In many ways, this is a dream tent, and has many of the features that I listed in a previous post about what a dream tent would be. Sleeps two comfortably and has plenty of space to get in out of the rain, or keep your bicycle safe from the elements.
There’s enough space in the giant vestibule to act as a drying room (get out of the rain, and hang wet clothes in the vestibule), and still have plenty of space in the that area to have a chair, and a small stove to heat up some tea or stew while watching the rain outside.
One annoyance is that the base of the tent doesn’t touch the ground. Which means that in mosquito season, it’s great for a summer shower, but it’s terrible for bug protection. A tent like this, where you have a useful vestibule for spending time in, the reasons would include getting away from mosquito craziness, as well as rain. So, at the very least, a bug net skirt that goes down to the floor would have been nice.
Also, in a breezy area, you have to stake the tent to the ground. The design of the tent allows a great deal of wind to come in from the bottom and lift the tent, while wind buttresses against one of the outer walls, ensuring a “capsize” event, if the tent isn’t properly staked out.
With the separately sold footprint, you don’t need the straps built into the inner tent to setup the rainfly, which means you could have a giant rain covered area for a few people to sit in when the weather gets a little rough.
All this makes the Big Agnes Wyoming Trail SL2 ideal for motorcycle or bicycle trips, and pretty useful even for car camping trips.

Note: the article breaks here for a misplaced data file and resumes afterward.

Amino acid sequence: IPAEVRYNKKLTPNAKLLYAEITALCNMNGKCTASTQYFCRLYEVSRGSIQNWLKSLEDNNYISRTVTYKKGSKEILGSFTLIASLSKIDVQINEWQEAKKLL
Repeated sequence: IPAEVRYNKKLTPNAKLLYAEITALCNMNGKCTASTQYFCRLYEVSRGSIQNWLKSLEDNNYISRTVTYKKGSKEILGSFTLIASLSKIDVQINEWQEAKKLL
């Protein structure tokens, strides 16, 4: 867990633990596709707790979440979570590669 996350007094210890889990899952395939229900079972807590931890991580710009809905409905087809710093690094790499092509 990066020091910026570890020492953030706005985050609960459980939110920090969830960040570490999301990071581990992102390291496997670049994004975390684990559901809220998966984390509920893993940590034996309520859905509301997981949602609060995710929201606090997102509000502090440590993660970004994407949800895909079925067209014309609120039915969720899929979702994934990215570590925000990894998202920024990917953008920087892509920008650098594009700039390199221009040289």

But….you’d have to REALLY want that vestibule bad to take it backpacking, and the rest of your gear better be insanely small and light. Because this tent is large even when packed away.
To give a sense of just how big this tent is, it basically fits vertically in a 75 Liter Gregory Pack Baltoro, one of the larger frame packs out there, and takes up half the width of that inner, leaving you with maybe 30-35 liters of space in the main compartment. Not a huge amount of space for a sleeping pad, bag, cooking gear, spare clothes, and any other gear you might want to take along.
It’d probably be a little heavy for bicycle touring as well, as there are plenty of other great tents out there (though none this small has a vestibule that big, I don’t think)
The SL version here is lighter than the original trail version, but that doesn’t make much of a difference. The poles make up a good portion of the weight as well.
All in all, as a car camping tent, this one does an admirable job as one of the smaller, more compact large tents out there. As a motorcycle trip tent, it might be ideal. As a bicycle tent, a little resource management would be required, and as mentioned, you’d have to be desperate for that vestibule to take it backpacking.